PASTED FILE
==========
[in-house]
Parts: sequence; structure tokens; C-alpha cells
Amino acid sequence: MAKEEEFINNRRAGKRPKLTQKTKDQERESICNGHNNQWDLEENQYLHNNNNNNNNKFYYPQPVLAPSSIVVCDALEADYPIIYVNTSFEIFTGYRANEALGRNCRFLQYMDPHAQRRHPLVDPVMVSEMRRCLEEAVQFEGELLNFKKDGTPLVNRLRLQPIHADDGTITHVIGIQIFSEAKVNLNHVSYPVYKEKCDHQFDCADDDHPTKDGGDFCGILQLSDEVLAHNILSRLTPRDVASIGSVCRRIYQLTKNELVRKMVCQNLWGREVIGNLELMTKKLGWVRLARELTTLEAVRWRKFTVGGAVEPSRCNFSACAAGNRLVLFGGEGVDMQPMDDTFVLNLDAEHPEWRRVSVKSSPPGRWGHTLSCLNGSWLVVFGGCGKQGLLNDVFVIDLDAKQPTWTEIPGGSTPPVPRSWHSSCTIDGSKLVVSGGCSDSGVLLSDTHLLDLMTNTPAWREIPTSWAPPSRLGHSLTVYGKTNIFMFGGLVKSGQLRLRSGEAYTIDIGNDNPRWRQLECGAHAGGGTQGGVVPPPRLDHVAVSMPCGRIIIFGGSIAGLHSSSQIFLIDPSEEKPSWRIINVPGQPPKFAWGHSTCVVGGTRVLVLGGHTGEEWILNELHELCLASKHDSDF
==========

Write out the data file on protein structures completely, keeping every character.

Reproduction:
[in-house]
Parts: sequence; structure tokens; C-alpha cells
Amino acid sequence: MAKEEEFINNRRAGKRPKLTQKTKDQERESICNGHNNQWDLEENQYLHNNNNNNNNKFYYPQPVLAPSSIVVCDALEADYPIIYVNTSFEIFTGYRANEALGRNCRFLQYMDPHAQRRHPLVDPVMVSEMRRCLEEAVQFEGELLNFKKDGTPLVNRLRLQPIHADDGTITHVIGIQIFSEAKVNLNHVSYPVYKEKCDHQFDCADDDHPTKDGGDFCGILQLSDEVLAHNILSRLTPRDVASIGSVCRRIYQLTKNELVRKMVCQNLWGREVIGNLELMTKKLGWVRLARELTTLEAVRWRKFTVGGAVEPSRCNFSACAAGNRLVLFGGEGVDMQPMDDTFVLNLDAEHPEWRRVSVKSSPPGRWGHTLSCLNGSWLVVFGGCGKQGLLNDVFVIDLDAKQPTWTEIPGGSTPPVPRSWHSSCTIDGSKLVVSGGCSDSGVLLSDTHLLDLMTNTPAWREIPTSWAPPSRLGHSLTVYGKTNIFMFGGLVKSGQLRLRSGEAYTIDIGNDNPRWRQLECGAHAGGGTQGGVVPPPRLDHVAVSMPCGRIIIFGGSIAGLHSSSQIFLIDPSEEKPSWRIINVPGQPPKFAWGHSTCVVGGTRVLVLGGHTGEEWILNELHELCLASKHDSDF